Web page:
Ravalli watercraft check station soon to be open 24/7
PABLO – The Flathead Basin Commission recently met to discuss a number of things pertaining to the protection of the quality of the entire Flathead Lake with aquatic invasive species at the forefront of the discussion. The meeting was held on Wednesday, April 25, at the Confederated Salish and Kootenai Tribal Council Chambers.
The FBC was created in 1983 by the Montana Legislature for the purpose of monitoring and protecting water quality and natural resources in what they call one of the state’s most important watersheds. The non-regulatory organization is composed of a board of representatives from different agencies that meet together at different places in the region.
Rich Janssen, CSKT Natural Resources Department head, is the chair for the board. Other members include Glacier National Park representatives, county commissioners within areas around the lake, governor-appointed citizens, conservation district members, Montana Fish, Wildlife and Parks representatives and several others.
The group went through a number of agenda items related to the lake including the future direction of the FBC. Aquatic invasive species have been a big focus in the past few years. Board members talked about shifting the focus to other areas of concern to avoid duplicating the work that organizations and governments are already doing. The issue will be discussed during a future meeting.
Germaine White, CSKT information and education specialist, presented an update to the board about the tribe’s aquatic invasive species program. She said the Montana Fish, Wildlife and Parks and CSKT have a contract to operate a watercraft inspection station in Ravalli to inspect watercraft for invasive aquatic species like zebra and quagga mussels. If those mussels get into the lake they could cover every surface with razor-sharp shells causing massive damage to local habitats, the community, and recreation.
The Ravalli station opened on Friday, March 16, at 7 a.m. and will continue to be open until the fall. CSKT plans to keep the check station open 24 hours a day starting in mid-May for people who go through before or after the 7 a.m. to 7 p.m. hours. She said about 10 percent of watercraft are missed when the station is closed.
She added that the inspection stations are working to help prevent invasive mussels from getting into the lake. When watercraft or boats come in from out-of-state, a hot wash is often done at the station with 140-degree water and hot pressure to remove and kill any adult or microscopic mussels.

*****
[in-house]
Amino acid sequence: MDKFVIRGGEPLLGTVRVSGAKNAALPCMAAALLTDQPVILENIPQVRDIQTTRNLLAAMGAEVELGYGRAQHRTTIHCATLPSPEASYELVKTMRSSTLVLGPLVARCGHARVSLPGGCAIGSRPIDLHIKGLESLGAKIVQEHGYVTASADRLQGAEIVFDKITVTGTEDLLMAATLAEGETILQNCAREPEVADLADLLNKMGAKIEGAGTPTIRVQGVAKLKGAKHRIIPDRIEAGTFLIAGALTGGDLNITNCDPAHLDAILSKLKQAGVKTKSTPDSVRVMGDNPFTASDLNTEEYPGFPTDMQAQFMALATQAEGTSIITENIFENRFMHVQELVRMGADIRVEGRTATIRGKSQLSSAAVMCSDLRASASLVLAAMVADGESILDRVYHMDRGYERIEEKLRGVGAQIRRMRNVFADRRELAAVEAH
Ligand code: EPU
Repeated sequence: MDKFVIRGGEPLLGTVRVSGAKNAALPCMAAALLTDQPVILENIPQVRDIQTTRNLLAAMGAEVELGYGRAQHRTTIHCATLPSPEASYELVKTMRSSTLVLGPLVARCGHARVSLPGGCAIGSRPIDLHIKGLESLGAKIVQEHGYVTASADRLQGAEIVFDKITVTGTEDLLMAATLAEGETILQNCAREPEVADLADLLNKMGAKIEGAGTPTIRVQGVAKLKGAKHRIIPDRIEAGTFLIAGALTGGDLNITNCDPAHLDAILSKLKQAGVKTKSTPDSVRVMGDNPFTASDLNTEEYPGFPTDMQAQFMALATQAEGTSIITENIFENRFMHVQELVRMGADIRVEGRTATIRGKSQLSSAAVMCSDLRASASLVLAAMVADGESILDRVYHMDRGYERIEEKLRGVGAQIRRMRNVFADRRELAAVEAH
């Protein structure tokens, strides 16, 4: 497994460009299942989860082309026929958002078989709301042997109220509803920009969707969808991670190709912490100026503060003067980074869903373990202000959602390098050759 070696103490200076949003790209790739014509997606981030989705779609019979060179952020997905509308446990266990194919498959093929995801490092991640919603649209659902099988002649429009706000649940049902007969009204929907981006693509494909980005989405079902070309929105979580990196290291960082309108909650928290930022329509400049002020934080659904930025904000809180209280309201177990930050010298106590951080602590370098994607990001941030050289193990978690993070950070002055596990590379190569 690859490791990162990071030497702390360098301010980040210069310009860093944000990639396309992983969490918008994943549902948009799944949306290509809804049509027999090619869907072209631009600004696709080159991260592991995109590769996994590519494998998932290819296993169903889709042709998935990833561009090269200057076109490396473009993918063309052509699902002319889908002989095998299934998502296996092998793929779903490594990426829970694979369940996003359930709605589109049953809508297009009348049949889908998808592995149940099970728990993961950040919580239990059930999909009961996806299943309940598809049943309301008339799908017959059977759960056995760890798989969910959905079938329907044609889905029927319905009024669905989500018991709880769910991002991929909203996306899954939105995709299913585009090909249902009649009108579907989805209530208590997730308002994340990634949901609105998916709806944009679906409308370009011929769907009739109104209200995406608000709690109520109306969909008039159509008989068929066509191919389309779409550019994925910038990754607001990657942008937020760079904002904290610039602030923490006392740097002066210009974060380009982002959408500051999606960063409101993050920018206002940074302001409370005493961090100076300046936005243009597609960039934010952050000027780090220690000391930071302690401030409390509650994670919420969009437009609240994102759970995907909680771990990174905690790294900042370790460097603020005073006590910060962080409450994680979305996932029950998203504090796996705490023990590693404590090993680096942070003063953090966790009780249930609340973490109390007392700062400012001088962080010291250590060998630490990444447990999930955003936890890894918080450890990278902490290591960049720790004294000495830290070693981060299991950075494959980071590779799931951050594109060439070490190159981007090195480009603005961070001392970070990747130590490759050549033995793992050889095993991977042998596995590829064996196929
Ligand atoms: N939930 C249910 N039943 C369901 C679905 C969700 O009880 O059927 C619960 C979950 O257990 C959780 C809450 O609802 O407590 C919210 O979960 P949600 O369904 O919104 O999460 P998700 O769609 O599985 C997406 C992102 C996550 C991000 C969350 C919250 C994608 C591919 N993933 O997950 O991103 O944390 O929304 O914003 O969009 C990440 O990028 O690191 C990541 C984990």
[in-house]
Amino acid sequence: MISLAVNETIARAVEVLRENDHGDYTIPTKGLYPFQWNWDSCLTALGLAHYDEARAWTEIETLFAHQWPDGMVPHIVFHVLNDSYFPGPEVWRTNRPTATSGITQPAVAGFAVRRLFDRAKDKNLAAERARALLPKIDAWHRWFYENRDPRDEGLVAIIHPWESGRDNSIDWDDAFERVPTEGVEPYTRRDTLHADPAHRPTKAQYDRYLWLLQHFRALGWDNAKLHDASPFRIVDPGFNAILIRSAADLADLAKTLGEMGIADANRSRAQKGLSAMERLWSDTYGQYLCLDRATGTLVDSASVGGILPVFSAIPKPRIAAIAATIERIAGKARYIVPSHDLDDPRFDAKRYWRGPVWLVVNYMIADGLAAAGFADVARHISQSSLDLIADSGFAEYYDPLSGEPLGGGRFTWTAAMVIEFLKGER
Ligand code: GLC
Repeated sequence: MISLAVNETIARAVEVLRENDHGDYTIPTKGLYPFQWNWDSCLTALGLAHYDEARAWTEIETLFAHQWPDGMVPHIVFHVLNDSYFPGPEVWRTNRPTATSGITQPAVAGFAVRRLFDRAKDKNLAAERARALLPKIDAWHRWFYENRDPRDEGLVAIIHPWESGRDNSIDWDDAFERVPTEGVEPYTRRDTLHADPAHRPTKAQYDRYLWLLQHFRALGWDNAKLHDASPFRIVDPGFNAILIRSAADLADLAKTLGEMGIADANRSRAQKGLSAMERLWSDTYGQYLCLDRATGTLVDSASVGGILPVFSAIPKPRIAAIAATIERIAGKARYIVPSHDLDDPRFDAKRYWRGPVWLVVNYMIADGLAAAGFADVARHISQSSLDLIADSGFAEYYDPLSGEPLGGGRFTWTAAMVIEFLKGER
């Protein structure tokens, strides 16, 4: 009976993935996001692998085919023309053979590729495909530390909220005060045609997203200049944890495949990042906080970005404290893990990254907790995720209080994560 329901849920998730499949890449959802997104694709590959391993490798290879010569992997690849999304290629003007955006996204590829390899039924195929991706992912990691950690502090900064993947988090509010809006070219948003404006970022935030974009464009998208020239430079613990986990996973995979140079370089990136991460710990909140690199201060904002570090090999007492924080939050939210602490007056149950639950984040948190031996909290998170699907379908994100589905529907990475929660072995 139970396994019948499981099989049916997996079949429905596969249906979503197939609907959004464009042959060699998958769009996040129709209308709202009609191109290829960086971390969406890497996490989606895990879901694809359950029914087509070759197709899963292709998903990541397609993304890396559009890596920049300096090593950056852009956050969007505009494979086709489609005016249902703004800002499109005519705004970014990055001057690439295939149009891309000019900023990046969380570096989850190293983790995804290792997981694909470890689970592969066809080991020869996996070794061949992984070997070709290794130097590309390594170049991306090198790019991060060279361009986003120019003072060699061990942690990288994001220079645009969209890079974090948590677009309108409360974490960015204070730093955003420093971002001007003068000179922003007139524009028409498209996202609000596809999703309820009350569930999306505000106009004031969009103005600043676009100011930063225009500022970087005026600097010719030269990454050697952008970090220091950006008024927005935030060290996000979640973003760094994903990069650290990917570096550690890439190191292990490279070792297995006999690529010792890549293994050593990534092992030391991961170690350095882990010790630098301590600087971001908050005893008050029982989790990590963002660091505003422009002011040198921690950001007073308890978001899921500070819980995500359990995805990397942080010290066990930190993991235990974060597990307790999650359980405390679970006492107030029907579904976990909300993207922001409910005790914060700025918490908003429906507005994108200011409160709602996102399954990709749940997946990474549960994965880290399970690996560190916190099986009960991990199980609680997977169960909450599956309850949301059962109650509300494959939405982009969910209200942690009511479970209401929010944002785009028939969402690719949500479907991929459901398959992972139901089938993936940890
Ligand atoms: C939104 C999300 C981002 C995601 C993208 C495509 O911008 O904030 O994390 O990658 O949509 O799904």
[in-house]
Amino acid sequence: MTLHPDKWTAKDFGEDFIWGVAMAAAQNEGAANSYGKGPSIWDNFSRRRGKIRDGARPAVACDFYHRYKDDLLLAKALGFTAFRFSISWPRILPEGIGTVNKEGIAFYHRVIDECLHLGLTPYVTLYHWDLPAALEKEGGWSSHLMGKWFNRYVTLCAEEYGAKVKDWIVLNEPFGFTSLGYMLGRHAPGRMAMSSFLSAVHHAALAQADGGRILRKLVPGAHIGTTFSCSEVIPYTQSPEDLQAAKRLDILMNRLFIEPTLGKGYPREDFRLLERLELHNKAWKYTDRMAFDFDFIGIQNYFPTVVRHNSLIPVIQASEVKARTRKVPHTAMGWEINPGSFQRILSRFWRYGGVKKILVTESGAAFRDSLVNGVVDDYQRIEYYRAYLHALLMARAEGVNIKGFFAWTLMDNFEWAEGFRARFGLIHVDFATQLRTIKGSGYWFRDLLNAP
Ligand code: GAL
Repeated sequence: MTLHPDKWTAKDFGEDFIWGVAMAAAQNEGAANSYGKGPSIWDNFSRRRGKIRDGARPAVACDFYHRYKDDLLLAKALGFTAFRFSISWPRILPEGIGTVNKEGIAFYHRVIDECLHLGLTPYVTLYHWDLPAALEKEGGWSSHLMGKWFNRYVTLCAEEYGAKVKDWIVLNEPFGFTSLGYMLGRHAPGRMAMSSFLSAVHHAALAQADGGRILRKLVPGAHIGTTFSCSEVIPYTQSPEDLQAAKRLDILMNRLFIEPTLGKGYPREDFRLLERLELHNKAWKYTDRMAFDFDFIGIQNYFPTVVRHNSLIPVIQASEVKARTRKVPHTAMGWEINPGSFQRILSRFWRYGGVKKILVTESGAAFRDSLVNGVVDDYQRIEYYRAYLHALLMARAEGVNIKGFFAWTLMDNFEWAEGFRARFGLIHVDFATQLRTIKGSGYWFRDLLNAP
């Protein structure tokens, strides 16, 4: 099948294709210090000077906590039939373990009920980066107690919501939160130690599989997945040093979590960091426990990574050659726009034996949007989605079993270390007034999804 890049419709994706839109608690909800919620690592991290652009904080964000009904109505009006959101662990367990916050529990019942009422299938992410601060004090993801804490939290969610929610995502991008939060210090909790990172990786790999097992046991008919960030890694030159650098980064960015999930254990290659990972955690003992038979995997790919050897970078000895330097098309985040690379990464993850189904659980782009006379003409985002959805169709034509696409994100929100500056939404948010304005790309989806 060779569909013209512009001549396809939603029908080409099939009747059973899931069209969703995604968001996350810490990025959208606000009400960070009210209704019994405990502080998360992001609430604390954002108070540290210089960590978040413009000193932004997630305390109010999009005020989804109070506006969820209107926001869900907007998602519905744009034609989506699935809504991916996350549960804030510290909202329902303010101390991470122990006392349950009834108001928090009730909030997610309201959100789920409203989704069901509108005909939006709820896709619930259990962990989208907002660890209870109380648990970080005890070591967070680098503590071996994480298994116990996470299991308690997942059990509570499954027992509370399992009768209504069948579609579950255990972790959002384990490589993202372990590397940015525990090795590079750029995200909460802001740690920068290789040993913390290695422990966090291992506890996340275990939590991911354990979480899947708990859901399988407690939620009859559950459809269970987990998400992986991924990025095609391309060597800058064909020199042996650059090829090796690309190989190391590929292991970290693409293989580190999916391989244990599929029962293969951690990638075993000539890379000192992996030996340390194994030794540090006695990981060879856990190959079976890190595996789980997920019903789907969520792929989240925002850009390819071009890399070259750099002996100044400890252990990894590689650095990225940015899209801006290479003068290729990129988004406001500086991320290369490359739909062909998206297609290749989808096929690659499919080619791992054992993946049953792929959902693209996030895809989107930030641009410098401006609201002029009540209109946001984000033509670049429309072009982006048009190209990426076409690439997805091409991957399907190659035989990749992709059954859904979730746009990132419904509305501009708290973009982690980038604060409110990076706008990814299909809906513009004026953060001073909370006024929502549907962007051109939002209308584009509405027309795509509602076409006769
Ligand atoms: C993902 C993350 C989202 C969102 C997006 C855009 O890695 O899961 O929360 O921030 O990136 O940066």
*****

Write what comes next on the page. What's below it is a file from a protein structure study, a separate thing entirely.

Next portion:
“We have inspected approximately 500 watercraft, and approximately 100 inspections were from mussel-fouled states, so they are coming and they are coming early,” she said of the inspections between March and April.
CSKT also conducts a watercraft inspection station at Blue Bay for the Spring Mack Days. More information can be found about inspections station locations at csktnomussels.org.
White said that Tribal conservation officers are working with other law enforcement officials to coordinate on watercraft inspection station drive-bys and any hostile issues that might arise.
“Chief Pablo Espinoza, our conservation officer, has built incredible goodwill with all of the surrounding enforcement, and we are very fortunate to have that,” she said.
She talked about the tribe’s partnership with the Flathead Lake Biological Station along with the Boys and Girls Club and the Flathead Lakers to provide AIS education for middle school students. More than 100 students participated in the 2018 Mussel Walk to educate children with hands-on activities about AIS prevention and detection.
White said the tribe continues to use environmental genetic testing (eDNA) to test water samples to make sure the lake is free of invasive mussels. “EDNA detection occurs earlier and with more frequency so we continue to use that in terms of our monitoring,” she said.
The Tribe’s conservation department is also collaborating with Salish Kootenai College interns and the Bureau of Indian Affairs on an outreach program to educate wakeboard boat users about invasive species.
After listening to the update, the FBC discussed the need to coordinate inspection requirements between all departments and governments so that people know what is required depending on different bodies of water.
Montana FWP representative Jim Williams said one rule was certain: “If you leave the basin, upon coming back and launching again, you must get an inspection. It’s a mandatory requirement.”
He said he thinks overall, people care about protecting the lake and preventing AIS, which, to him, is very important. “These rules only work as well as people are willing to support them,” he said.